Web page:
One of the ways the MSR Reflex saves weight is by trading an “x” shape corner-to-corner pole support (self-supporting) for a “t” structure: a single lengthwise pole running along the tent’s spine and a short cross pole creating a peak in the middle. The corners of the Reflex are drawn by pegs rather than the tension of the x shape, and the total pole length is cut by about half if not more. Clever design, and truly, the 840 gram weight of the Reflex is impressive and exciting for gear junkies like me.
And yet! A few days in rain was all I needed to absorb the lesson: If it ain’t actually broke, fix it!! Fix the minuscule hole in the Spark you love rather than getting swept away by the new, super-svelte shelter.
The Reflex required pegging to pull the fly and the corners of the tent. Without a tight pull — which demands perfect ground conditions: firm enough to hold the peg in place but soft enough to actually drive the peg in — the fly doesn’t get enough distance from the mesh of the tent. Add rain or even a morning dew, not to mention a moderate wind, and you’re assured drips.
Realizing this was going to be a big problem in the extremely varied terrain I’d experience across Canada, I timidly reached out to MEC’s grant coordinator to see if I might be able to swap the Reflex for another Spark. Reasoning that their rock solid warranty probably wouldn’t account for operator lack of foresight, I figured I was probably hooped. Instead, MEC went above and beyond, express-mailing me a new Spark on top of the gear they had already provided through the Expedition Grant.
It’s not an understatement to say MEC saved my trip. Thru-hiking, my tent is literally home base. It’s shelter and comfort; one of the few constants in a constantly shifting landscape. Heaps of gratitude to MEC for saving my tail and for all the work they do to support communities, organizations, and individuals in getting outside! Bonafide Trail Angels!
“You can’t run through a campsite. You can only ran, because it’s past tents.” – Jack Clayton
– I’m on the move a minimum of 8 hours a day — sometimes 10 or 12 — with 40-50 lbs on my back. At the end of the day, my body is spent and stretching is crucial. The Spark has enough room for me to sit straight up, stretch out, and even do a downward dog, and that’s so important, especially on days (most days!!) where it’s either raining cats and dogs or swarming with bugs and stretching outside isn’t an option.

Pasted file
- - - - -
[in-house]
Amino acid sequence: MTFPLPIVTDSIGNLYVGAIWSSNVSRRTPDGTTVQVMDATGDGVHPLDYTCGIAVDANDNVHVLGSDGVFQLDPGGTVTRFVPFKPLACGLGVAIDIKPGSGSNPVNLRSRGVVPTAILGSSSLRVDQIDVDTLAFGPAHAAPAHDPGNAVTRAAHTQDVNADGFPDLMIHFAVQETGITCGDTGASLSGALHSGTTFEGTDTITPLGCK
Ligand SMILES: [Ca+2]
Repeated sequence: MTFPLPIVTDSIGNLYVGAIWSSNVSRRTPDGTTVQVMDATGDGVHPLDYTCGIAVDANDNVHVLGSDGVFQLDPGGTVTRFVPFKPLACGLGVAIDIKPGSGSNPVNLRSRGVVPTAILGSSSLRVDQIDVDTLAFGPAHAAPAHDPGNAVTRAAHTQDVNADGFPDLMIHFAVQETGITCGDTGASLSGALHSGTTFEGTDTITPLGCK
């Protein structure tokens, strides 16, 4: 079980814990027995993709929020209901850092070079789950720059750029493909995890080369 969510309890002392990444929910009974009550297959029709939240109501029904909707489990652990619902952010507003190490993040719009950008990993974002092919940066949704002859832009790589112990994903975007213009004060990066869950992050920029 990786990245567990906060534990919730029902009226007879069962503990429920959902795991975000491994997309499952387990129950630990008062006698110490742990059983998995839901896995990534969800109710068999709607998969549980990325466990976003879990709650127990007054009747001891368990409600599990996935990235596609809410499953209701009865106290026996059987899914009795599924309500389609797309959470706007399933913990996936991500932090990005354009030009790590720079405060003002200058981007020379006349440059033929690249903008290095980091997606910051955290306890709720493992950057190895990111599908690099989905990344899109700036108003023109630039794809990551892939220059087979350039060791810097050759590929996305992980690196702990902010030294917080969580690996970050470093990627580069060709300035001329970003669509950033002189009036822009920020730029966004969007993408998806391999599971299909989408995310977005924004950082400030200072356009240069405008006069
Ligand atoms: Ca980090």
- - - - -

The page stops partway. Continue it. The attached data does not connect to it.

– The Reflex has a very low profile and is so low to the ground compared to the Spark. I initially liked this — it allowed me to easily pitch my tent out of sight behind even a very low bush — but not having to crawl/crouch to enter and exit makes a huge difference for a stiff body.
– The next point is small, and I wouldn’t have thought to pay attention to this before the back-to-back tent comparison, but I also love the double zips of the Spark (the reflex only has one zip per door, with the end point being the top crease of the seam). Two zips makes opening and closing that much more efficient and less awkward.
– The self-supporting pole system of the Spark is key. I can pitch my tent on any kind of ground, and feel confident it won’t fall over with the slightest bit of wind or rain. Even without pulling the fly, the Spark still holds up to a good amount of wind and rain, whereas the Reflex would literally collapse if ground conditions weren’t perfect to hold it in place.
– I like the wide head and tapered end footprint of the Spark compared to the perfect rectangle of the Reflex. This design seems to use space most efficiently.
– Both tents are ostensibly three season, but the Reflex fly closes with a small strip of velcro in the middle and bottom of the fly. With any amount of wind, the Reflex lets in a draught. I doubt it would be as warm or hardy as the Spark is in wind and/or cooler spring or fall temps. I also regularly camp with my Spark in the winter — on a few occasions in temps well below -20 — and the Spark holds up, but I wouldn’t ever consider taking the Reflex out in any kind of inclement weather.
– Both tents have two side-entry doors, which is also a key feature I’d look for in a tent, especially when sharing with another person. The tent I used before (a MEC 1990s era Tarn 3 — which speaks to the longevity and quality of MEC’s products) had a single front entry, which was a bit more awkward getting in and out, even for just one person.
– I’m struggling to think of a time where the incredible weight savings of the Reflex would be necessary and you’d be sure of good ground conditions. If you’re covering such distances that you’d need the weight savings, presumably you would also be covering varied terrain and would need a self-supporting structure. Perhaps in a desert thru-hike where rain wouldn’t be a problem? I’d be interested to hear from other backpackers on this!
Are there other pieces of gear you’re curious about? Want to know more about MEC, the Expedition Grant, or how to start hiking? Let me know in the comments section!